The Jewish Ghetto and Museo Ebraico ☆☆

A menorah in the window of a venue catering to Jewish tourists in the former Ghetto in Venice, The Jewish Ghetto and Museo Ebraico, Venice, Italy (Photo by Giovanni Dall
A menorah in the window of a venue catering to Jewish tourists in the former Ghetto in Venice

The world's first ghetto was the walled quarter Venice created for its Jews in the 16th century

As centers of trade and the meeting places of disparate peoples interested more in conducting commerce than examining cultural differences, the major mercantile and maritime powers of the Middle Ages generally operated as fairly open-minded and tolerant societies—at least relative to most other city-states of the era.

The Republic of Venice was no exception, but what was seen as remarkably open and welcoming to their eyes looks, to our modern sensibilities, to be outrageously prejudiced.

How the Jews got to Venice

To summarize and oversimplify a complex story: Most of Europe wasn't particularly welcoming of Jews in the early 16th century. (You could argue the same about nearly every century, really, but I digress.)

After their expulsion from Spain following the culmination of the Reconquista in 1492, many Jews wandered Europe searching for new homes.

Great trading centers like Venice were a natural magnet, since most careers in the late medieval European economy were closed to Jews but there was one major one that was not.

In fact, Jews could perform one vital mercantile task that was forbidden to observant Christians in the late Middle Ages.

They could lend money.

The church called this usury (which was not merely bad; it was a Cardinal Sin).

The Jews just called it banking.

Jews had done business in Venice since at least the 10C, but for centuries the Republic went back and forth on whether it actually wanted to allow them to settle in the city.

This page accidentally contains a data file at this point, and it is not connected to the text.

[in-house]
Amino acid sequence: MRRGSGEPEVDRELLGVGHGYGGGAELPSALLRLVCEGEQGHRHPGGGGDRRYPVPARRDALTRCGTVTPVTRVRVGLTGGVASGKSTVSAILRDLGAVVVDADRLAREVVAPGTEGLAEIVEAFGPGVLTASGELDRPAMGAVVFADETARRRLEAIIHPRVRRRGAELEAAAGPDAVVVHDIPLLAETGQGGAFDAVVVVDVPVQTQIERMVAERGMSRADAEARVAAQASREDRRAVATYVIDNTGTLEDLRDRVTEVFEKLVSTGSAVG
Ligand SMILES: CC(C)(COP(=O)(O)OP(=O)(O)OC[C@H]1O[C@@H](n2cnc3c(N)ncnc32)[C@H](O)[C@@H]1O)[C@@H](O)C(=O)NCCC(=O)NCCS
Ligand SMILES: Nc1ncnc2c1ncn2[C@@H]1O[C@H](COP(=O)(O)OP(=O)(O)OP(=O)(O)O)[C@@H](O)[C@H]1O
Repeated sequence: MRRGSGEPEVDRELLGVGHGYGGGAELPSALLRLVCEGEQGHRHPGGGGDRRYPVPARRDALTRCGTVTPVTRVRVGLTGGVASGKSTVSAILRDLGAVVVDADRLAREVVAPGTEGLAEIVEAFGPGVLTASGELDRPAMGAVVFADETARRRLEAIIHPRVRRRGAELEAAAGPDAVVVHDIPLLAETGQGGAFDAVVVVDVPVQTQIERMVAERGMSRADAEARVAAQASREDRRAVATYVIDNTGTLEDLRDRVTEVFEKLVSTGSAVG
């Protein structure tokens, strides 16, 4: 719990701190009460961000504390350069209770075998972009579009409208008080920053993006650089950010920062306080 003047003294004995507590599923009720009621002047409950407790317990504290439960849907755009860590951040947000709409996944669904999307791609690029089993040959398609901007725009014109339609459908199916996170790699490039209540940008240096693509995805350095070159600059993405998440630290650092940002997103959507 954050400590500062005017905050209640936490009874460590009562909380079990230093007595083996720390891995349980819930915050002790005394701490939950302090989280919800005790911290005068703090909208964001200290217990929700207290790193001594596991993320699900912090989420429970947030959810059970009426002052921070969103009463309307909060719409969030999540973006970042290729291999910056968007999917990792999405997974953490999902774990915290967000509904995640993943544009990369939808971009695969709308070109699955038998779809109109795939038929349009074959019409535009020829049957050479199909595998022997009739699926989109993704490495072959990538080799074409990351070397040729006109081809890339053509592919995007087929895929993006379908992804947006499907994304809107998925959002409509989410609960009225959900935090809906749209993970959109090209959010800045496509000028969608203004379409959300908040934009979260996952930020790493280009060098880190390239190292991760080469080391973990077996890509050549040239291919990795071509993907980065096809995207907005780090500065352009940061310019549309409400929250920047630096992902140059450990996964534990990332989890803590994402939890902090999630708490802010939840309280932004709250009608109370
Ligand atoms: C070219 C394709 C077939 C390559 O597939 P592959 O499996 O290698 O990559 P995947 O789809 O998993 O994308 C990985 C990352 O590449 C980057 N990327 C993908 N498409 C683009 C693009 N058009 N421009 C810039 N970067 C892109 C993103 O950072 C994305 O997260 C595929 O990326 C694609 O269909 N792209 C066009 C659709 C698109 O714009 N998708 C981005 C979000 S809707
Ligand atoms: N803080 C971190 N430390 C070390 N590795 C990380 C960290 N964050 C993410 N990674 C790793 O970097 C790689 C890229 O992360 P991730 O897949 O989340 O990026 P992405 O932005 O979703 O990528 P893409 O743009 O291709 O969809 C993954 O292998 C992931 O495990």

Jews were invited in and then expelled with disheartening regularity until 1516, when—in what was, believe it or not, quite a liberal move for its day—Venice gave its Jewish residents permission to settle permanently in Venice, on their own island tucked into the northern corner of Cannaregio.

There were a few catches, however.

With few exceptions (Jewish doctors making emergency housecalls; Jewish entertainers and musicians on a gig at some palazzo party), Jews could leave their neighborhood only by day and only for work, and—until Napoleon brought an end to the Republic in 1797—Jews were forbidden to reside anywhere else in Venice.

Jews also had to wear identification badges when they were out and about in the rest of Venice.

In this era of general intolerance, other closed-minded cities throughout Europe thought the concept of herding all the Jews into one corner of town was a capital idea, and the practice of walling off the Jews in their own little sub-city spread rapidly... as did the Venetian term for such an area.

Since the island on which the Jews wre allowed to settle had for centuries previously housed the city's foundry, Venetians began referring to the Jewish neighborhood using the local dialect word for "foundry:" getowhich in the guttural pronunciation of the founding Ashkenazim population became ghetto.

Life in the Venice Jewish Ghetto

The Jews lived in their new miniature neighborhood of Ghetto Nuovo in semi–self-governed isolation, cut off from many opportunities in the rest of Venice and confined to working mostly in banking, textiles, medicine, and entertainment.

Their movements were greatly restricted. There were only two bridges onto the island, and Christian guards closed them an hour after sunset in summer, two hours after in winter.

Until dawn, the only Jews allowed out of the Ghetto were doctors summoned for house calls and musicians hired out for parties.

Still, they prospered, built five synagogues (in Venetian: Scola), and the population eventually swelled to an estimated 5,000. With no room to sprawl, this tenament-within-a-city had no place to grow but up, resulting in the only part of Venice where the medieval buildings teeter up to six and even seven stories: Europe's first high-rises.

The original core of Ashkenazim from Germany were later joined by Sephardim from Spain and Portugal. By 1541, a huge influx of Levantine Jews had the neighborhood bursting at the seams, so the city allowed the Jews to expand onto a neighboring island, confusingly named Ghetto Vecchio.